Sunway teams up with Engie to build district cooling systems in Malaysia
By Charlotte Chong
KUALA LUMPUR, NNA - Sunway Construction Sdn Bhd (SCSB) and Engie South East Asia Pte. Ltd. have signed a memorandum of understanding to set up a joint venture to expand the use of district cooling technology in Malaysia.
The company will build cooling systems for greenfield and brownfield urban development projects as well as some in Sunway’s portfolio of office buildings, retail malls, educational institutions, medical centers, hotels, resorts, theme parks and factories, said the two companies in their statements.
The company will leverage Sunway’s capabilities and experience as a conglomerate with diversified businesses and the core business and technical competencies of global energy player Engie in integrated green and sustainable environmental solutions.
Liew Kok Wing, managing director of SCSB, a wholly-owned subsidiary of Sunway Construction Group Berhad (SunCon), said its partnership with Engie marked a significant milestone in its venture in the renewable energy sector.
"This new venture will not only provide strong long-term recurring revenue to SunCon, but also complements our core competencies in delivering value added and sustainable solutions to our clients,” said Liew.
SunCon is part of Sunway Group, one of Malaysia’s largest conglomerates with core interests in real estate, construction, education, healthcare, retail and hospitality.
Pierre Cheyron, CEO of ENGIE South East Asia, said, “We are delighted by this opportunity to collaborate with one of Malaysia’s largest conglomerates to aid the country’s low carbon transition. With the combined unparalleled deep expertise and global experience from both Engie and Sunway, we are confident that this partnership will bring about a significant impact on Malaysia’s sustainability objectives and her people in the country.”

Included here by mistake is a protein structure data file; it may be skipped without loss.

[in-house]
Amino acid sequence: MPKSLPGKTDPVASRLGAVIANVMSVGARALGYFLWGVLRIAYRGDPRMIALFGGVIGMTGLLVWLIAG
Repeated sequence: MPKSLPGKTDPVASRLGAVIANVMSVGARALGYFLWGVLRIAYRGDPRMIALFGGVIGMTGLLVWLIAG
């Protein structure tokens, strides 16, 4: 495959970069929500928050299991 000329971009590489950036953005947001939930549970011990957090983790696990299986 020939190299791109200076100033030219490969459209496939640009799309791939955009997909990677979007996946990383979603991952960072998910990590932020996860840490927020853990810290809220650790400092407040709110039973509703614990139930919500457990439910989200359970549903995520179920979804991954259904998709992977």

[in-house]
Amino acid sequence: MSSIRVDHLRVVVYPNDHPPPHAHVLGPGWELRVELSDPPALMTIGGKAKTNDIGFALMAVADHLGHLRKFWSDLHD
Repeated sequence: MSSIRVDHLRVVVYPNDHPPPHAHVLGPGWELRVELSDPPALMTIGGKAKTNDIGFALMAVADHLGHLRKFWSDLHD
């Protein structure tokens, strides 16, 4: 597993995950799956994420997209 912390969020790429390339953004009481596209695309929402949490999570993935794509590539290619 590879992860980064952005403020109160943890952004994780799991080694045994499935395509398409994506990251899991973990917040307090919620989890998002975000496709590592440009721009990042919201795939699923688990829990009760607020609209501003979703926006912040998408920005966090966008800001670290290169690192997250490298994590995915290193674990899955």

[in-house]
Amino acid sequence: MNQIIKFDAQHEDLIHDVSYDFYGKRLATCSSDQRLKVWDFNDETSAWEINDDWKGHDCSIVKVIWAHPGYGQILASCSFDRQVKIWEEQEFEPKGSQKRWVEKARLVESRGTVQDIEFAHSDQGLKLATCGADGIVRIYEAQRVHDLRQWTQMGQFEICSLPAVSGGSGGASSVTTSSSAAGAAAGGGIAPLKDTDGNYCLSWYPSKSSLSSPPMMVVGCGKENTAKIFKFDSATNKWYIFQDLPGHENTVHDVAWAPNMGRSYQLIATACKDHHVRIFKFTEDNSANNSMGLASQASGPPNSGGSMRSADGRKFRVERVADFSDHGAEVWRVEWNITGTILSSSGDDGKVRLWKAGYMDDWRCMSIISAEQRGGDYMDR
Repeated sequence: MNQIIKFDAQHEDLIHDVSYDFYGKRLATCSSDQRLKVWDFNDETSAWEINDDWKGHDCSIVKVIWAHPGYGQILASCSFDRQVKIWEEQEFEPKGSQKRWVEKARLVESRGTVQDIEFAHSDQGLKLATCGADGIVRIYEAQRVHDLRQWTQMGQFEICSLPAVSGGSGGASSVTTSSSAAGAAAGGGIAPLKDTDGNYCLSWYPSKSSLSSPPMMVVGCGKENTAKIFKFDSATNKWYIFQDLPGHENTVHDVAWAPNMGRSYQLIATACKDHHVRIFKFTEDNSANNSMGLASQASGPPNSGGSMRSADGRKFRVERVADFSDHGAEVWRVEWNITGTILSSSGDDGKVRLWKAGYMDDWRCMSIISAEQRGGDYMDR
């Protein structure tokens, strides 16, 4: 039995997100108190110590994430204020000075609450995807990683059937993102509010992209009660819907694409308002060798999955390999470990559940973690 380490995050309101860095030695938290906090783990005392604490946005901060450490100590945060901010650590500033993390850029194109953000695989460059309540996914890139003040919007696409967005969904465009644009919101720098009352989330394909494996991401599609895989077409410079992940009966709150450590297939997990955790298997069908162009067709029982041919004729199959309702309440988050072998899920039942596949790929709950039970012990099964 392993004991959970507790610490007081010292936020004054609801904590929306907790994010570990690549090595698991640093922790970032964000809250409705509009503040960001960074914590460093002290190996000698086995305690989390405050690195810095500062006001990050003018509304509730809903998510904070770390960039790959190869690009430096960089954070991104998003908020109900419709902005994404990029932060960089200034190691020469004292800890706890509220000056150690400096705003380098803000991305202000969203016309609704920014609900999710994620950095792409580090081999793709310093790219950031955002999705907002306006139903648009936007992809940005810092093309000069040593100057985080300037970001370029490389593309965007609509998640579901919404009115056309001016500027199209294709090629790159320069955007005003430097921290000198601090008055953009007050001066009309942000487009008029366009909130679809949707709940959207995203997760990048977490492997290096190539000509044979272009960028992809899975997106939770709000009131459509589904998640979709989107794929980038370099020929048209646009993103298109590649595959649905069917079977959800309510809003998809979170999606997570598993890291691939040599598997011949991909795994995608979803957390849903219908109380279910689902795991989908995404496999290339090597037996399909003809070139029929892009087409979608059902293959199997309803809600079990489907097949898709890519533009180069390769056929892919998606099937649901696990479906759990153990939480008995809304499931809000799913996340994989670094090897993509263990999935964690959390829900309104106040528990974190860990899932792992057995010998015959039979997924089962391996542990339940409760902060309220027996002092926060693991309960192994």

This is not the first time that SCSB is building such cooling systems. It had previously undertaken projects to build four district cooling plants in Putrajaya, the administrative center of the country which has set a 20 percent target for renewable energy in its generation mix by 2025.
But it would be SCSB's first with a more comprehensive involvement which includes financing, operations and maintenance of the sophisticated cooling system, said SCBC.
“We will be able to leverage Engie’s technical competencies in delivering integrated green and sustainable environmental solutions to our clients,” SCBC told NNA in an email on Thursday.
When asked about capital outlay for joint venture projects, SCSB said, “We are at a preliminary discussion stage and are open for possible opportunities. As a start, we are looking at implementing the district cooling system within Sunway’s developments.”
Globally, district cooling systems are becoming the preferred cooling solutions for cities and buildings, as compared to stand-alone chiller plants.
District cooling produces chilled water centrally for distribution to nearby facilities through a network of insulated pipes to achieve more efficient air conditioning of buildings.
The technology also allows significant savings in capital expenditure, energy and operating costs.
In a statement, SCSB said it expects the demand for district cooling technology to rise as Malaysia will be relying on more renewable energy sources to reduce carbon footprint.
“The shift to renewable energy will provide more affordable, reliable and sustainable electricity to the people. With the growing demand for renewable energy, we believe there will be a lot of opportunities in this sector,” it said.
Engie, is a French multinational electric utility company that operates in nearly 70 countries. It runs 393 district heating and cooling networks globally including four district cooling plants in Southeast Asia including Megajana District Cooling System at Cyberjaya, Malaysia, Northgate District Cooling Plant in The Philippines and the District Cooling Systems for Punggol Digital District in Singapore.